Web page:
Islamic extremism causing fresh concerns in the Philippines

Source:                                              www.worldwatchmonitor.org

Date:                                                   February 27, 2017

 

 

By World Watch Monitor
Feb. 27, 2017

 

Christians in the Philippines are concerned at a rise in Islamic extremism in the country. A local church leader, who wished to remain anonymous, told World Watch Monitor about a recent meeting of around 3,000 Islamists on one island – the name of which he wouldn’t say, for fear of repercussions for the locals.

“The villagers – Christian or not – are all in fear. At night, the Islamists coerce men into going to the mosques. Some men have never been seen again,” the pastor said. “When they see you out on the street, they’ll come get you. One man who went to the mosque on 6 February never came back home.”

The Islamic State has been making inroads in the Philippines since jihadist group Abu Sayyaf declared allegiance in 2015. A video of an IS training camp in a Filipino jungle later surfaced online.

Today (27 Feb.), Abu Sayyaf showing the beheading of a German hostage, after the deadline for the paying of a ransom expired.

President Rodrigo Duterte made it clear that he’s determined to crack down on IS’s presence in the country, but he’s also admitted to having relatives who might have pledged allegiance to the group.

“The other week I learned that a Seventh Day Adventist church constructing their building was threatened by the Islamists,” the pastor said. “Forty [Islamists] went to the church one night and threatened the people that if they don’t stop construction, they’ll burn the church down and force them to leave the area.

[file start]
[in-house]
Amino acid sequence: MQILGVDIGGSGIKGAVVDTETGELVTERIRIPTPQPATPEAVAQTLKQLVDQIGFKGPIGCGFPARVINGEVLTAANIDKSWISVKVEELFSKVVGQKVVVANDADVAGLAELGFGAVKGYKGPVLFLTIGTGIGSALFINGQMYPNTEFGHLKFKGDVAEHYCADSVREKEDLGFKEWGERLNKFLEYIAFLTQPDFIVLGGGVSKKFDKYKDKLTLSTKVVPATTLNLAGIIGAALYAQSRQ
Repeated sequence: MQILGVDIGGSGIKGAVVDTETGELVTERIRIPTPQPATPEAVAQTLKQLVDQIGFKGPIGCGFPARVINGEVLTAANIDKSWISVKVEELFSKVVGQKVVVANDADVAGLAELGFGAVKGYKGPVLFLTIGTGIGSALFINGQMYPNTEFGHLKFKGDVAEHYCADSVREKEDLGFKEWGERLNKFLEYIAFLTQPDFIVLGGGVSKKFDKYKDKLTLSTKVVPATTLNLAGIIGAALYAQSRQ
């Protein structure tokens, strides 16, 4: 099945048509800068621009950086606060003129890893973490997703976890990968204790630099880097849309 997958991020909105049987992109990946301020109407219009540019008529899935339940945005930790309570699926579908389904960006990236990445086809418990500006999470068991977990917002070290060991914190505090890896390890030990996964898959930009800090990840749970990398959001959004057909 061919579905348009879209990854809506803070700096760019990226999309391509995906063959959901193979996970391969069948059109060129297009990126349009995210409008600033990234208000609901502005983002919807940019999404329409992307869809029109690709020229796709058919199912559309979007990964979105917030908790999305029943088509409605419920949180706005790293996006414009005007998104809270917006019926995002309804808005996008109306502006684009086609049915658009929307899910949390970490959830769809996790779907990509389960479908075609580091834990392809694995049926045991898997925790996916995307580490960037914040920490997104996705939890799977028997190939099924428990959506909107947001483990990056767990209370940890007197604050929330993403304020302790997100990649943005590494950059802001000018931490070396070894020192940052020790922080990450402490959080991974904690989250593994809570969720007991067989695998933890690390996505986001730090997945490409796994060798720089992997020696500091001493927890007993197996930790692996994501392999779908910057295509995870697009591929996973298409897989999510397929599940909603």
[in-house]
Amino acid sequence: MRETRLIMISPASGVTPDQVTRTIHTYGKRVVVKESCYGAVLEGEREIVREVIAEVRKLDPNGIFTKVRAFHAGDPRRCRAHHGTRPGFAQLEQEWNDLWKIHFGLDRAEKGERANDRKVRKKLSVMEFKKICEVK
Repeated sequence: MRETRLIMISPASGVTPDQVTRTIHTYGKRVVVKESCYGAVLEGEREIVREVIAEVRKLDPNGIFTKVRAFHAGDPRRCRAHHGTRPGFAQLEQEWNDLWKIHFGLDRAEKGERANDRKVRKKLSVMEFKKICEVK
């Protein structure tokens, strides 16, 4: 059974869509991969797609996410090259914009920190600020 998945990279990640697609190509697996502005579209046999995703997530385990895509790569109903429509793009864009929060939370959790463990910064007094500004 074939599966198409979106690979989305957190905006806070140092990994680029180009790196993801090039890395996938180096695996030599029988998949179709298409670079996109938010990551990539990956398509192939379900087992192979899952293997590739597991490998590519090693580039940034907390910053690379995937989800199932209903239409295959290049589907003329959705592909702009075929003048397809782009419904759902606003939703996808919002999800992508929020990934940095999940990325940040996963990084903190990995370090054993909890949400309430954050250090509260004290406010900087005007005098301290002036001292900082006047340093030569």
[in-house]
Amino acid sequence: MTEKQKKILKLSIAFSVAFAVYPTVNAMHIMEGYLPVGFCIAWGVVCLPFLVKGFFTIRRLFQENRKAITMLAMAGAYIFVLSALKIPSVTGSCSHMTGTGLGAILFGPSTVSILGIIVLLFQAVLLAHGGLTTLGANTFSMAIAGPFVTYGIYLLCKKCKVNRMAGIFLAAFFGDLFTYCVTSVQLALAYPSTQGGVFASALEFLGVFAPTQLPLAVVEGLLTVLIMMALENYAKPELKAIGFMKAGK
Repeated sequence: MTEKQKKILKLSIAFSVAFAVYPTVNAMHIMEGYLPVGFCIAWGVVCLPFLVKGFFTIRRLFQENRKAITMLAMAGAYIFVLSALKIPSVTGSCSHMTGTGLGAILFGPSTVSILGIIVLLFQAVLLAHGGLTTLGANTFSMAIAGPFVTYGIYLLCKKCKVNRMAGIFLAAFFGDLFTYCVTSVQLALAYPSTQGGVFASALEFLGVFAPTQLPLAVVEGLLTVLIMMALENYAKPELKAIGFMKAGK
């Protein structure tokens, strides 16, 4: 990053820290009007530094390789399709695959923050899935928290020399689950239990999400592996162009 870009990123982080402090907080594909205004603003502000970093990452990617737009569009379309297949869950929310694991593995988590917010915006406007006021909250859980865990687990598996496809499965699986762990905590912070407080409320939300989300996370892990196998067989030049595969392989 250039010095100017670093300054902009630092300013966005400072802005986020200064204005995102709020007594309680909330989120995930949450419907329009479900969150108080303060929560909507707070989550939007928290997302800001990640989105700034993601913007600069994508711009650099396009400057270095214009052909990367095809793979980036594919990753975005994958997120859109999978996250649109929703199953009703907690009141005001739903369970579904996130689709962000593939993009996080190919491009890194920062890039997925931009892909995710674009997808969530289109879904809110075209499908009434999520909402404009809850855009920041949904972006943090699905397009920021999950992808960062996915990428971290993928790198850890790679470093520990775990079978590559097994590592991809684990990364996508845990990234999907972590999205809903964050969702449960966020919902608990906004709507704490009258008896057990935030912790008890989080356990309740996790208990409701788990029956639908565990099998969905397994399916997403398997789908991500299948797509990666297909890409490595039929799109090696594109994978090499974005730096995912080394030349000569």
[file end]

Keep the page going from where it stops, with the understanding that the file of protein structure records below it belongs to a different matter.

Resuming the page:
“Because of this, Christians in that island and in nearby islands are all on alert. They take extra caution when they worship. They don’t want to attract too much attention because they’re already being watched and questioned. Their house-churches aren’t as grand as the Seventh Day Adventist church, so they’re less noticeable.”

In December last year, a bomb explosion outside a Catholic church in the southern Philippines led to suggestions church services could be cancelled.

A day later, a bomb was found near the US embassy in the capital, Manila, and detonated safely, prompting police to erect checkpoints around Manila to prevent further attacks.

In August last year, a missionary priest involved in interfaith dialogue in the southern province of Mindanao told the Catholic charity Aid to the Church in Need that Christians were “living in fear, terrified to speak out” and leaving the region because of the more violent form of Islam that was spreading there. Fr. Sebastiano D'Ambra added that behind the current complex situation there are hidden geopolitical and military interests.

Mindanao is home to a violent Islamist movement called the Moro National Liberation Front (MNLF), which has been seeking independence for decades, hoping to create an independent Islamic state. A ceasefire was agreed in 1996, but some of the group’s affiliates remain active.

After an attack in September 2013, during which a pastor was among those taken hostage, the national security commander for the group, Asamin Hussin, told AP: “We want to establish our own Bangsamoro [Muslim] government, not an autonomous government but we want an independent Mindanao as a Bangsamoro nation.”

Meanwhile, on 24 December 2015, another insurgent group, BIFF (Bangsamoro Islamic Freedom Fighters), killed nine Christian farmers in Mindanao.

The Philippines is on a list of “countries of concern” for Open Doors, a global organisation which keeps track of the places where it is most difficult to live as a Christian.

Although the Philippines is 90% Christian, Open Doors reports that converts from Islam are becoming increasingly vulnerable.

“Several reports last year showed that they have to keep their Christian faith carefully hidden from their families and that meeting with other Christians is very difficult, dangerous and at times impossible,” Open Doors noted.

“Weapons used to kill four people in an attack in Jakarta on 14 January 2016 were reportedly brought into Indonesia from the southern Philippines; this shows the worrying connections of Islamic militants across borders in Southeast Asia. Islamic State announced plans to create a province of their caliphate in the southern Philippines, and BIFF and some other groups have already pledged allegiance to IS.”

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